Look, I just want to say I might be coming from a different place. A decade ago I called up a guy I worked with that I knew collected comics. I asked him if he wanted my collection. It wasn't a large collection, about 2000 books. All he had to do was come pick them up.
Fast forward 10 years, I'm feeling the itch. I want to restart the collection. But where do I start? I walk into my local shop, stare at the shelves and realize the whole comic landscape has changed. New 52, Marvel NOW and massive crossover events. Not a single title seems to have issues numbering in the triple digits. DC is re-establishing years of continuity with all of its major titles? Looking for anything familiar I begin hunting for artists and writers I know. Brian Azzarello was one of my favorite writers pre-exodus. His work on 100 Bullets and Hellblazer some of the best. Azzarello is on Wonder Woman, how the hell did that happen? Wonder Woman is the last book I would have expected him to be writing.
That said: I.am.not.a.Wonder.Woman.fan. But I am tempted. I pick up the book and I glad I did.
The Greek gods live. What's better is that in the more than 2000 years since they were the principle deities worshipped they have become more petty, more immature and more conniving. Zeus has gone missing, the play is on for his throne and Wonder Woman is thrust into the middle. A young boy that is said to be a son of Zeus could be the child of prophecy that changes things forever for the gods. I won't spoil anything for folks who haven't read the title, but will say issue 25 appears to be setting up the next major development in the long running story arc. So it is likely a good spot to jump on to the title.
The art is wonderfully clean. Cliff Chiang has done a great job brining the Diana into the modern age. What is better, his art doesn't over sexualize Wonder Woman or any of the other female characters in this book. Gordon Sudzuka is the series "fill-in" artist. He worked on issue 25. He and Chiang's art are not radically different, Chiang just seems a bit more polished. But their similar styles helps give a consistent look between issues.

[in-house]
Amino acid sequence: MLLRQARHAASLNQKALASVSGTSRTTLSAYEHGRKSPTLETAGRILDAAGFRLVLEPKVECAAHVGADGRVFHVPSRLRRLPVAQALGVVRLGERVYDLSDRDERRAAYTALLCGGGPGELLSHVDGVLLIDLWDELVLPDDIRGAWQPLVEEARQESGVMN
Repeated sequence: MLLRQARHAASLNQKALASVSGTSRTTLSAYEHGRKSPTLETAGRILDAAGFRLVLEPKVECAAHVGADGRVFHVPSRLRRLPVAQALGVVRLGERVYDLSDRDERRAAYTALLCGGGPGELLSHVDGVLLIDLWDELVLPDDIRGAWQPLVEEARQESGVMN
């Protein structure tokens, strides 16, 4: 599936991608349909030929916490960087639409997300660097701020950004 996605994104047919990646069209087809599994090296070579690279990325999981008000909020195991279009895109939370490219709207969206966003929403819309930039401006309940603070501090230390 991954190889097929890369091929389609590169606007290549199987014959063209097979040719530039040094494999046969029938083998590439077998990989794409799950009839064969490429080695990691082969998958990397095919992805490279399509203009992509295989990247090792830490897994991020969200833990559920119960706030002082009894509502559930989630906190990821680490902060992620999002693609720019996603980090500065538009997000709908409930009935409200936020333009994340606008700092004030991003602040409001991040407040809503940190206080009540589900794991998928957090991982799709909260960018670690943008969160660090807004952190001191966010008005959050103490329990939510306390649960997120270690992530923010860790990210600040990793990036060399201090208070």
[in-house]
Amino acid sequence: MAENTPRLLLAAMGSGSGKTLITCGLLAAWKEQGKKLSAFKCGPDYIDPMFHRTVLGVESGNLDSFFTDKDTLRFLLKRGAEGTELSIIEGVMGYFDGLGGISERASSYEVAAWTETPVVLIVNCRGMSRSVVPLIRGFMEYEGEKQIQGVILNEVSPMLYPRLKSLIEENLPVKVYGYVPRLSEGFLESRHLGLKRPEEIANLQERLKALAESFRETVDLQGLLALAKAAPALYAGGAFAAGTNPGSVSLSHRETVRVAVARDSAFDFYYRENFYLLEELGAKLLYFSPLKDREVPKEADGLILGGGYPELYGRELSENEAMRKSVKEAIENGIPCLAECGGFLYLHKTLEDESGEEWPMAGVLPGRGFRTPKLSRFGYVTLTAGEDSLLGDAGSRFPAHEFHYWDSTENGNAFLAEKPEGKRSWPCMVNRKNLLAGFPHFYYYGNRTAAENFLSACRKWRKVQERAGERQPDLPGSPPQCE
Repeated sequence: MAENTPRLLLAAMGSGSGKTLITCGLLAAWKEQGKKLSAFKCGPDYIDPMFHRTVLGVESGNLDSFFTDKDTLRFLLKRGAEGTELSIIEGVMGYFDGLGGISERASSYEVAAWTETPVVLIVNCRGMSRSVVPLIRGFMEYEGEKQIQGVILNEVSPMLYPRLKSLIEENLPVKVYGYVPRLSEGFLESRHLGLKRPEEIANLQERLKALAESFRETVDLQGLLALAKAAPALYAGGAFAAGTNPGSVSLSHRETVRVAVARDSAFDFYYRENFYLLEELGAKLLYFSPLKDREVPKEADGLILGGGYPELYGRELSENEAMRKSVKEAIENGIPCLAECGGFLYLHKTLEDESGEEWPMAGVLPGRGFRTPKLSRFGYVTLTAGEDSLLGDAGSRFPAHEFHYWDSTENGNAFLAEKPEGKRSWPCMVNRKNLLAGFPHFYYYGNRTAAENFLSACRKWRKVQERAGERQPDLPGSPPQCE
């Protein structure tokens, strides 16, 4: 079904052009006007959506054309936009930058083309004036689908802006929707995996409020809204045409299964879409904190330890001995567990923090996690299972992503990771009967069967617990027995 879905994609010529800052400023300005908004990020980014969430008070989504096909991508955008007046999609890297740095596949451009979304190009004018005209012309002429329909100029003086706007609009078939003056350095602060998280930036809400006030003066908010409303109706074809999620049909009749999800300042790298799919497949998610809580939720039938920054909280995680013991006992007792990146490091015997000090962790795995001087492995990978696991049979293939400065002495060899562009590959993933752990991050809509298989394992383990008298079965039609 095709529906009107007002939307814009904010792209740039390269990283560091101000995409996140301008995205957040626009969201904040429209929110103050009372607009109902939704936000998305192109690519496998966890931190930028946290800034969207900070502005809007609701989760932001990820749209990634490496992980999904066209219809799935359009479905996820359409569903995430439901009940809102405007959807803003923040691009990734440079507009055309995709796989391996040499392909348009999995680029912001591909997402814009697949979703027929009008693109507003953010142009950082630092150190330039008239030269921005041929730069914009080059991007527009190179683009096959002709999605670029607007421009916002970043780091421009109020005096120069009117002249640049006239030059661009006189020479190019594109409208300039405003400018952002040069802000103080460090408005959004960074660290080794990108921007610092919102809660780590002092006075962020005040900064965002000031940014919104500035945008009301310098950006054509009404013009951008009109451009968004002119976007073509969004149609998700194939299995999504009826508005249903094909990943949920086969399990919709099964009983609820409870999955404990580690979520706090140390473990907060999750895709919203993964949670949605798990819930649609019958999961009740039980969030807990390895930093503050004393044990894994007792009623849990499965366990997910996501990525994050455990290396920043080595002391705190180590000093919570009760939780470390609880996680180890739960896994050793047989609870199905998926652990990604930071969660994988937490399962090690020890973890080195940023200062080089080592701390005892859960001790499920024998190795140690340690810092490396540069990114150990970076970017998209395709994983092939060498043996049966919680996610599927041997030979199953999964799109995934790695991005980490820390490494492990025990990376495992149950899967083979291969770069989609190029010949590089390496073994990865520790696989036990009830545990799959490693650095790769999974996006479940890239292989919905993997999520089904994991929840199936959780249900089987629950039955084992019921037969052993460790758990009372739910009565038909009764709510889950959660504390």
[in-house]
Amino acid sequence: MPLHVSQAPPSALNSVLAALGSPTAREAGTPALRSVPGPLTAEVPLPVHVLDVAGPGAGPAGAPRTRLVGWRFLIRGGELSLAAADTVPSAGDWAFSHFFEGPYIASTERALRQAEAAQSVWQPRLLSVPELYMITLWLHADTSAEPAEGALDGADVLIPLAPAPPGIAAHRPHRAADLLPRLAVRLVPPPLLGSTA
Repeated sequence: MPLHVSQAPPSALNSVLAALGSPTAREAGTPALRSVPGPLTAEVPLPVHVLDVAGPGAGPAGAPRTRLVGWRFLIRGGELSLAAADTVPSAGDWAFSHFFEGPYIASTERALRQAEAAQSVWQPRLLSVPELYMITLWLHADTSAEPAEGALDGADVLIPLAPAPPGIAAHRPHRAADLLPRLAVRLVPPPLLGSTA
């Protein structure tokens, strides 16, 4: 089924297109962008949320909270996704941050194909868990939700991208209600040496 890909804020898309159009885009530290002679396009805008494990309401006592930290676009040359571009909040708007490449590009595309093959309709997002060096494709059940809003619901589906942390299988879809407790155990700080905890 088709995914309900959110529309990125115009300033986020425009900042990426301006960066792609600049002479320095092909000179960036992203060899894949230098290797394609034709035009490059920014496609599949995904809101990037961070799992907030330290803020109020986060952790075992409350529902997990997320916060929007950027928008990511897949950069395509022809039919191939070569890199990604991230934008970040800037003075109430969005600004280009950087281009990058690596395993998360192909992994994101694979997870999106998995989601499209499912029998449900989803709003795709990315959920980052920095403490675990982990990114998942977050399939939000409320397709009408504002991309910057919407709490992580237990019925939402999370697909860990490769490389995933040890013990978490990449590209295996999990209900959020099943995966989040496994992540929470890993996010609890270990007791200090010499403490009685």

If you expect Wonder Woman to put the smack down on Cheetah or to team up with Superman or Batman don't pick up this book. There has been plenty of action throughout the title, but as the series plays out it, it is more Greek mythology than your standard super heroes pounding on super villains.
Another issue is how this book fits into continuity. There could be problems in long run with this title as it appears to be within the New 52, but outside some of the continuity being established in books like JLA and Superman/Wonder Woman. That would be a shame, especially since Azzarello is putting together such a tight story.
If you would have walked up to me 10 years ago and told me the book I would be most looking forward to every month was Wonder Woman I would have laughed at you.
But Brian Azzarello and Cliff Chiang appear to be weaving a story here that looks to be in line with Greek Epics. Azzarello has made the Gods wonderfully deep and multi dimensional, not an easy task since the Greek gods are typically archetypal characters motivated by base traits. The female leads are strong and not overly sexual. That means it is a book you can feel good about giving to your teenage daughter, if you have one.
Wonder Woman seems to exist in its own universe. That is nice because it won't force you to buy other books connected to a massive crossover just to keep up with the story. The long running story arc, now at 25 issues, will make you want to pick up trades or back issues. But for now, the book seems to be under the radar. I found issue 1 for cover price just a few weeks ago.
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